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What is considered best practice to generate a URL that is publicly accessible, but shared via a side channel, so that it is in practice private to the group sharing it?

Something like:

http://example.com/club/XX-XX-XX-XX
http://example.com/club/YY-YY-YY-YY

Where XX-XX-XX-XX shared among one group, and YY-YY-YY-YY is shared by another group. If you have one valid code, it should not be easy to guess other valid codes.

No other security is required for the URL.

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A random number would seem to be a good candidate, but how big should it be? – John McAleely Mar 11 '09 at 16:14

GUIDs are always a good choice for unique IDs and are very easy to generate (but look ugly)

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A guid contains 128 bits of information. If we assume a webserver can handle 10K requests/second, a guesser would need over 1x10^27 years to try each possibility in turn. That seems excessive, so something shorter than a GUID sounds better to me. – John McAleely Mar 11 '09 at 16:58

Consider using Amazon S3, they have time-limited exposed URLs.

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I would recommend generating a UUID. You can use Java's java.util.UUID and URLEncode/Decode its textual representation if your back-end is in Java. I'm sure there's an equivalent in .NET if you're using ASP.NET.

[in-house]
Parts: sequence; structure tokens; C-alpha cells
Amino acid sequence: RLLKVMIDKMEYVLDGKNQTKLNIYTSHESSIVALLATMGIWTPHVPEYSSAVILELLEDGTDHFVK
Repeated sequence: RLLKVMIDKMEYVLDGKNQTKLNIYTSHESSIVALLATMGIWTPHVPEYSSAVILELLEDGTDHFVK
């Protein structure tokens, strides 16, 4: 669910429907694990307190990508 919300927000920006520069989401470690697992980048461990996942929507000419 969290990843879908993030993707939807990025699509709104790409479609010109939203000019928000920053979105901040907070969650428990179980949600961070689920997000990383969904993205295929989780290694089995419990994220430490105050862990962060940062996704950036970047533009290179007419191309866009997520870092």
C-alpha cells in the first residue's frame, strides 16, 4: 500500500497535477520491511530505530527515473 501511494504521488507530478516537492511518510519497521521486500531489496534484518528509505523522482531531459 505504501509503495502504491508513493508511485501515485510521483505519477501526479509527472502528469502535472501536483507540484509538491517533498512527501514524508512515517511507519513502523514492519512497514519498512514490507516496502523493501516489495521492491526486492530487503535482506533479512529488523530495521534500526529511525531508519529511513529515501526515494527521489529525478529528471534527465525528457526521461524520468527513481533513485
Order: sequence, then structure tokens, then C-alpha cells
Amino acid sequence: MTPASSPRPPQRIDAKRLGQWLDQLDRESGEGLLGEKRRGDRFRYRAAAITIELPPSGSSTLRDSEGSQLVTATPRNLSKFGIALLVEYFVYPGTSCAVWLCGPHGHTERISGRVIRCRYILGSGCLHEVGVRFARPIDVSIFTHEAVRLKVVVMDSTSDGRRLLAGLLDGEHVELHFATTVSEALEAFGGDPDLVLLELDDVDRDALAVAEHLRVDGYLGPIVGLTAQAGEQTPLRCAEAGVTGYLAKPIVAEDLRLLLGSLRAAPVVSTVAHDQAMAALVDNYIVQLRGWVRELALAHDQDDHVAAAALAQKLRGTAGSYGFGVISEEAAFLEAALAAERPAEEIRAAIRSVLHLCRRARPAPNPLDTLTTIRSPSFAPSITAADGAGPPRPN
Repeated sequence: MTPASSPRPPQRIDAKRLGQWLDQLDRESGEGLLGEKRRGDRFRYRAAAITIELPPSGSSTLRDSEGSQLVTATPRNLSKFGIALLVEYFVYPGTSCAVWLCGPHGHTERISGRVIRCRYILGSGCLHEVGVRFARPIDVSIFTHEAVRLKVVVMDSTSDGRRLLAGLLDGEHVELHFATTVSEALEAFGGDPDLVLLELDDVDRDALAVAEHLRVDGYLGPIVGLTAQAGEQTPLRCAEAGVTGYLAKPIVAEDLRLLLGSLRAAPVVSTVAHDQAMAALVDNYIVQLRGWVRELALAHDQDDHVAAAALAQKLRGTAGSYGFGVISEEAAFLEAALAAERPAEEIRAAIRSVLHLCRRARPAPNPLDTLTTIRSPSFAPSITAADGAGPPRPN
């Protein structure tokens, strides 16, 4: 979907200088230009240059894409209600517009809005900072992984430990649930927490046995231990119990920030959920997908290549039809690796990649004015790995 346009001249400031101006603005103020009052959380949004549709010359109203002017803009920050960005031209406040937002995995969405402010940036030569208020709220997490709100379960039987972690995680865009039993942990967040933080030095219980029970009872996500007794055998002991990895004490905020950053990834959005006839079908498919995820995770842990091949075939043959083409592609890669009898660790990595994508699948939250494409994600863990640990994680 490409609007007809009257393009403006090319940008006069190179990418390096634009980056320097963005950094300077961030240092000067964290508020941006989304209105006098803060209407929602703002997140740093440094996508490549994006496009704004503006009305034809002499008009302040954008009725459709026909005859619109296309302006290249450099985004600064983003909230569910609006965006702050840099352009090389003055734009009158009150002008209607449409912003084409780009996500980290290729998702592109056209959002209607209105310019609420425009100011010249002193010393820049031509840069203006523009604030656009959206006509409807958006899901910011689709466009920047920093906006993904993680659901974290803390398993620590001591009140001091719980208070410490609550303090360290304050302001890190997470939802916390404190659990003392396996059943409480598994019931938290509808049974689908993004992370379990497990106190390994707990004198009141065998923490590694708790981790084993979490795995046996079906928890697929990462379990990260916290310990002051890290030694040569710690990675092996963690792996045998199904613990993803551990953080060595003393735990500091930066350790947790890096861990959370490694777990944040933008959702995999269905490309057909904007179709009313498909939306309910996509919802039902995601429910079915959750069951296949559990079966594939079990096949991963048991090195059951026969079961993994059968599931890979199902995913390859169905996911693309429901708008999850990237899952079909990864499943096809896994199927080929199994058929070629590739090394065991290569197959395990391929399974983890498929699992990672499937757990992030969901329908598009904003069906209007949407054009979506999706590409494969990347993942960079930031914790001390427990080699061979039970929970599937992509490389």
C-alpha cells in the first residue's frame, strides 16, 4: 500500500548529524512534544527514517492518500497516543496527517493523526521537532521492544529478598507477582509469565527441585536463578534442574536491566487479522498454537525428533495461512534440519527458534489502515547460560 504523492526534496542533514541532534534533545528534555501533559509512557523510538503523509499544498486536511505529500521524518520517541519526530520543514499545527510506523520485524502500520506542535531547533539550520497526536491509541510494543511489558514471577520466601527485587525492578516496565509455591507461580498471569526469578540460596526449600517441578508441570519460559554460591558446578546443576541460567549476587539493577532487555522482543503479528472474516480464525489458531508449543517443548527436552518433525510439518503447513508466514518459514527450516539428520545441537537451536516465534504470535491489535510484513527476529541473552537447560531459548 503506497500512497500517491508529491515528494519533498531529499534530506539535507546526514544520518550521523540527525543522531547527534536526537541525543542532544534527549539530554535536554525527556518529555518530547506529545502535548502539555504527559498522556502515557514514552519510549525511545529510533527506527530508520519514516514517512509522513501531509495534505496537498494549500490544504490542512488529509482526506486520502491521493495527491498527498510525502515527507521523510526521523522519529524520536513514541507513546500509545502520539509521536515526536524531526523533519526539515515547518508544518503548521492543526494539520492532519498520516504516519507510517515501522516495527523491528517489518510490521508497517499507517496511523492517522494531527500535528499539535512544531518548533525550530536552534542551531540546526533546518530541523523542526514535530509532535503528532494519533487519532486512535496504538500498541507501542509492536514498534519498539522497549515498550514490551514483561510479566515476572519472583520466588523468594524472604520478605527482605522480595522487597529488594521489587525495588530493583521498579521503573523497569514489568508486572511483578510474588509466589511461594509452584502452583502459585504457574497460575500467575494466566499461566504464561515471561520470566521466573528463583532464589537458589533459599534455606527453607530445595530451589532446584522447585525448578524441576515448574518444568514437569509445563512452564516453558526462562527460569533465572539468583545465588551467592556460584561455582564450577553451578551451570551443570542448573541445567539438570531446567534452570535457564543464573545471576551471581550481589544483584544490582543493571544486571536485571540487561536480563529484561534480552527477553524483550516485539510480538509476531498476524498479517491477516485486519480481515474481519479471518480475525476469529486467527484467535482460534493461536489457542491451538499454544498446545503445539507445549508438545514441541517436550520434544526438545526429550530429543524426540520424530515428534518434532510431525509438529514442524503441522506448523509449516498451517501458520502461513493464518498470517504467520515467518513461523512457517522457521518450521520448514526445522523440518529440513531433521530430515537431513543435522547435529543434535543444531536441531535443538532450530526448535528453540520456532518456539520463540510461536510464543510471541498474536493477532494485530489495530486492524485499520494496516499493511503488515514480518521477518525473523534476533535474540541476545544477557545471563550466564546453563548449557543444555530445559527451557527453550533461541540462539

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To generate path part of URL use some form of hash (SHA1 will do). Of course randomized. chmod the directory where files reside to 711 (rwx--x--x)

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You're in a trade off between complexity and readability (or even memorability). GUID offers a 'unique' code that as has been mentioned is easy to generate however readability and memorability are low. Random character strings arbitrarily split might also offer a solution. Lastly, english words randomly chosen would be easier to memorise and communicate and would probably still offer the same level of isolation and protection.

After all, unless your users a particularly diligent and disable address history and browser history then the URL will be there for all to see who subsequently visit the machine.

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A random sequence of alphanumeric characters would do the job. Characters choosen among 26 lower case letters, 26 upper case letters and 10 numbers repeated a dozen of times should largely be enough for your need.

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